The call comes during Lead Poisoning Prevention Week (October 25-31), a campaign led by the World Health Organisation to raise awareness of the devastating effects of lead worldwide.
The installation of new lead pipes to supply drinking water and the use of lead solder to join pipes has been banned in the UK for more than 25 years.
However, it is still possible to buy lead solder and cases of lead poisoning are still being recorded following its use by DIY enthusiasts or unqualified plumbers who are unaware of the danger.
SESW recommends households and businesses use WaterSafe, an online search facility, to find recognised plumbing businesses whose plumbers have undergone specific training in the Water Fitting Regulations and Byelaws.
Julie Spinks, Director of WaterSafe, said: “Lead solder is about half the price of lead-free solder, so there is still a temptation for some to use it on plumbing which supplies drinking water. However, lead is known to be a harmful and can pose a health risk if too high a concentration enters the body.
“WaterSafe was set up by the water companies in the UK to help keep everyone’s water supplies safe and healthy and we would encourage anyone having work done on their household plumbing to visit our website and find a trusted and qualified plumber in their area.”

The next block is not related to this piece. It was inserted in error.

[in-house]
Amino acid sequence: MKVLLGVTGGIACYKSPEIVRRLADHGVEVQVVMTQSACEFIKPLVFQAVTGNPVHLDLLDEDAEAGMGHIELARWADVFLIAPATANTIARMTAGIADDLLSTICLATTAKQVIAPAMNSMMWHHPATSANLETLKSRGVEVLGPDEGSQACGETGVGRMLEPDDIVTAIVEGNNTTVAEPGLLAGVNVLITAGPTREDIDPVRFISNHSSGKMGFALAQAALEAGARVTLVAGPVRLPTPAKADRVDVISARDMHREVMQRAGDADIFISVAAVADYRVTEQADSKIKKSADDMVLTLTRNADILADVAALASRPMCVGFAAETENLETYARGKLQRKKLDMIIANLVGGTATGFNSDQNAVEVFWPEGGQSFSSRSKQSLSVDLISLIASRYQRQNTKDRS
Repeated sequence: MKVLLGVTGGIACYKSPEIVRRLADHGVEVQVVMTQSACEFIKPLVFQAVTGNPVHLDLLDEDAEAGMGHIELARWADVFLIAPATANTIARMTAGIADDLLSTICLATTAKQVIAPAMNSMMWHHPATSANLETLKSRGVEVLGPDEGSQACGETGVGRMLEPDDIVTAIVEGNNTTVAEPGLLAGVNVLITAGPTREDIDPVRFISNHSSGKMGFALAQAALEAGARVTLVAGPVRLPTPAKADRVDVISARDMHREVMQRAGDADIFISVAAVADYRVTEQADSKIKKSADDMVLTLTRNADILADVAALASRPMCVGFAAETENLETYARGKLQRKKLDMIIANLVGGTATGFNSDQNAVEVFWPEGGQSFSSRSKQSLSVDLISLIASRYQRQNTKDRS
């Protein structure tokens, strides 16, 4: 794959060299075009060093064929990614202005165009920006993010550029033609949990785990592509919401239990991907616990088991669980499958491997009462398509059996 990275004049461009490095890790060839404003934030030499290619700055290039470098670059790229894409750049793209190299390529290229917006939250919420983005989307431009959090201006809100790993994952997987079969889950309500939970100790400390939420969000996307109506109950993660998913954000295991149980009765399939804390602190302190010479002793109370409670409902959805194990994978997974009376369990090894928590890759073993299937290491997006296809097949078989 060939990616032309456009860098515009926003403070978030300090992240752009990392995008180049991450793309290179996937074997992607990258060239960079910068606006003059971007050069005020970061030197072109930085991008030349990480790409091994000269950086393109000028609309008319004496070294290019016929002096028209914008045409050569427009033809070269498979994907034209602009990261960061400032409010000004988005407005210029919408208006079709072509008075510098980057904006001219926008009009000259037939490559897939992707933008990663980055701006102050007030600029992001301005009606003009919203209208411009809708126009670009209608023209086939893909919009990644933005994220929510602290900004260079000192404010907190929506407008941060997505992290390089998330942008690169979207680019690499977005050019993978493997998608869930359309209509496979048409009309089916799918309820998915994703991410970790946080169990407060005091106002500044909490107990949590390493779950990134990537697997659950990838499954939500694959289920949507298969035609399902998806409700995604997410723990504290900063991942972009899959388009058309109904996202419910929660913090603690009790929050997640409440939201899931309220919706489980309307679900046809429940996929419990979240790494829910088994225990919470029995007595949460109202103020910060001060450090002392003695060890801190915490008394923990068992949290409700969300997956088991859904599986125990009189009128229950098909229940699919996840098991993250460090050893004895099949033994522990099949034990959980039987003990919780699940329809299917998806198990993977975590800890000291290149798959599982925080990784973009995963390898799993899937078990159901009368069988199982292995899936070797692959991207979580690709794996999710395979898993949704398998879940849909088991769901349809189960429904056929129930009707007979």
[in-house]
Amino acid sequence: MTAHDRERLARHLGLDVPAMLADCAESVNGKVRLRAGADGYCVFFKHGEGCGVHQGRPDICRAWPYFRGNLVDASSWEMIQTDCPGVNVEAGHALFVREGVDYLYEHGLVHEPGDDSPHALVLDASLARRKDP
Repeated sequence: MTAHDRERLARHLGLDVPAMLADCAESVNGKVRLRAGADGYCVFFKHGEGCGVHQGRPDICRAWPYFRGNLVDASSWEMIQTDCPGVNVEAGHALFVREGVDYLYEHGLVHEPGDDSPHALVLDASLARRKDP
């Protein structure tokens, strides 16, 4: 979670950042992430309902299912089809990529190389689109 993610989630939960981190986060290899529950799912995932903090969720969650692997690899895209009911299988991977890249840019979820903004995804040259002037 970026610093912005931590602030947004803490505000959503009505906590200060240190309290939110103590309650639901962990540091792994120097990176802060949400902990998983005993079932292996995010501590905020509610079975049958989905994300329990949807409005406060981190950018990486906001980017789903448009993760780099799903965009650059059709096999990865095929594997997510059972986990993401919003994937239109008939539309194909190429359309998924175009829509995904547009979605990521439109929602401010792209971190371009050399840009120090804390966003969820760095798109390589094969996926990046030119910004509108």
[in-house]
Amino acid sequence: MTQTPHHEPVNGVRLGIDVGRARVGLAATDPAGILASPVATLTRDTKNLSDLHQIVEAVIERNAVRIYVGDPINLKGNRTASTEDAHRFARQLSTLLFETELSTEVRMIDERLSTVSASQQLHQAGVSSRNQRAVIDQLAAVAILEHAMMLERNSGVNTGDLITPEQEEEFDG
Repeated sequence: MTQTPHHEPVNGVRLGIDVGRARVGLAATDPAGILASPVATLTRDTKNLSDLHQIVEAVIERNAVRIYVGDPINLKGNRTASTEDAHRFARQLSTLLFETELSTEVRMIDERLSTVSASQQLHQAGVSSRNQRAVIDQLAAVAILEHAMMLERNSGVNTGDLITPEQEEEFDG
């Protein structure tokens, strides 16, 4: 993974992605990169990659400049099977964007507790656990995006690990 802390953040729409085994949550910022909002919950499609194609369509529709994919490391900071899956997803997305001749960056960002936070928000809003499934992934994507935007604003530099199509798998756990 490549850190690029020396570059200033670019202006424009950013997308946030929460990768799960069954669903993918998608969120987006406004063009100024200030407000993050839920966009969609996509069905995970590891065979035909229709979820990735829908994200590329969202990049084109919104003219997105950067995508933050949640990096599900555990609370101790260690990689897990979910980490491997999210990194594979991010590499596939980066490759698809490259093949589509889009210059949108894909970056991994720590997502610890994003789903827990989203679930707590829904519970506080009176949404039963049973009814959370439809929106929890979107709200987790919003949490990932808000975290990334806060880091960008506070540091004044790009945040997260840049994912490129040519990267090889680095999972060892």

There are strict laws governing the amount of lead in drinking water and SESW regularly carries out tests on its own pipe networks and in customers’ homes.
Homes built before 1970 may have lead pipes so homeowners who believe they may have them are advised to contact SESW for advice.
For a guide on looking after water in your home visit http://www.water.org.uk/news-water-uk/looking-after-water-your-home or http://www.waterplc.com/pages/home/water-quality/looking-after-your-water/